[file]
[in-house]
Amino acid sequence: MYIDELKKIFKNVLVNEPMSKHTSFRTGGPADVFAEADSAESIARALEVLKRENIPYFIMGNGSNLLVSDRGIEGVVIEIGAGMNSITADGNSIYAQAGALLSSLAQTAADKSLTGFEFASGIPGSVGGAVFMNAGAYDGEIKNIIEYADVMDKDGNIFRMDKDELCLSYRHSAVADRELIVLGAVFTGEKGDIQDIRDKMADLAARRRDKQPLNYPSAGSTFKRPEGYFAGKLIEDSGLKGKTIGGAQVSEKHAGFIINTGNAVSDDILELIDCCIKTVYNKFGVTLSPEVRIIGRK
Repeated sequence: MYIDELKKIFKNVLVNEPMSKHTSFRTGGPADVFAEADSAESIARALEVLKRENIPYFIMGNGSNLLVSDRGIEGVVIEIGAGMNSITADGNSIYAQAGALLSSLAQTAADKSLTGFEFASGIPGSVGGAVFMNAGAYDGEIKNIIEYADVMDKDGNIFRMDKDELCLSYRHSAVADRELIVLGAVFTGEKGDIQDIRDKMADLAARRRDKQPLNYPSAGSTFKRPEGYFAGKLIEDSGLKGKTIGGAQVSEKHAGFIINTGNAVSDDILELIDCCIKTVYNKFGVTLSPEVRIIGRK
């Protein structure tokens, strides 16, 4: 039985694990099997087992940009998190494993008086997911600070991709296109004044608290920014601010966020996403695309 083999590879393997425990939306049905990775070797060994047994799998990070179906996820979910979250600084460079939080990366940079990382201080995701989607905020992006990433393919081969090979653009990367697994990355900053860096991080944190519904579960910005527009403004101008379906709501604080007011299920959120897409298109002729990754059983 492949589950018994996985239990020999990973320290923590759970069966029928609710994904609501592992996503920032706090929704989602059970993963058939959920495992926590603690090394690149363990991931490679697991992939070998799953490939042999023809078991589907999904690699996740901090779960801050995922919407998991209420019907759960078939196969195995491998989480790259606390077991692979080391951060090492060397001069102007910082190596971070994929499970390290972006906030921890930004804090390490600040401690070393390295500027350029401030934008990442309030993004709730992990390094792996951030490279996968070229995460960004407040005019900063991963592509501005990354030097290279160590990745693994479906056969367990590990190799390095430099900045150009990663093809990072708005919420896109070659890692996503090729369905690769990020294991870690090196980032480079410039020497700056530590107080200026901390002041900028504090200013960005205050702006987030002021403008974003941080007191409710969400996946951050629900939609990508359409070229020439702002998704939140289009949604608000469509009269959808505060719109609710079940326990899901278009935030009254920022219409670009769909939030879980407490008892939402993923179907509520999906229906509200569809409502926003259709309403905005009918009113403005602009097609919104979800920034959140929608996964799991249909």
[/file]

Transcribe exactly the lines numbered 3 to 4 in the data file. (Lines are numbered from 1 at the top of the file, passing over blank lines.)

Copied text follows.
Repeated sequence: MYIDELKKIFKNVLVNEPMSKHTSFRTGGPADVFAEADSAESIARALEVLKRENIPYFIMGNGSNLLVSDRGIEGVVIEIGAGMNSITADGNSIYAQAGALLSSLAQTAADKSLTGFEFASGIPGSVGGAVFMNAGAYDGEIKNIIEYADVMDKDGNIFRMDKDELCLSYRHSAVADRELIVLGAVFTGEKGDIQDIRDKMADLAARRRDKQPLNYPSAGSTFKRPEGYFAGKLIEDSGLKGKTIGGAQVSEKHAGFIINTGNAVSDDILELIDCCIKTVYNKFGVTLSPEVRIIGRK
């Protein structure tokens, strides 16, 4: 039985694990099997087992940009998190494993008086997911600070991709296109004044608290920014601010966020996403695309 083999590879393997425990939306049905990775070797060994047994799998990070179906996820979910979250600084460079939080990366940079990382201080995701989607905020992006990433393919081969090979653009990367697994990355900053860096991080944190519904579960910005527009403004101008379906709501604080007011299920959120897409298109002729990754059983 492949589950018994996985239990020999990973320290923590759970069966029928609710994904609501592992996503920032706090929704989602059970993963058939959920495992926590603690090394690149363990991931490679697991992939070998799953490939042999023809078991589907999904690699996740901090779960801050995922919407998991209420019907759960078939196969195995491998989480790259606390077991692979080391951060090492060397001069102007910082190596971070994929499970390290972006906030921890930004804090390490600040401690070393390295500027350029401030934008990442309030993004709730992990390094792996951030490279996968070229995460960004407040005019900063991963592509501005990354030097290279160590990745693994479906056969367990590990190799390095430099900045150009990663093809990072708005919420896109070659890692996503090729369905690769990020294991870690090196980032480079410039020497700056530590107080200026901390002041900028504090200013960005205050702006987030002021403008974003941080007191409710969400996946951050629900939609990508359409070229020439702002998704939140289009949604608000469509009269959808505060719109609710079940326990899901278009935030009254920022219409670009769909939030879980407490008892939402993923179907509520999906229906509200569809409502926003259709309403905005009918009113403005602009097609919104979800920034959140929608996964799991249909």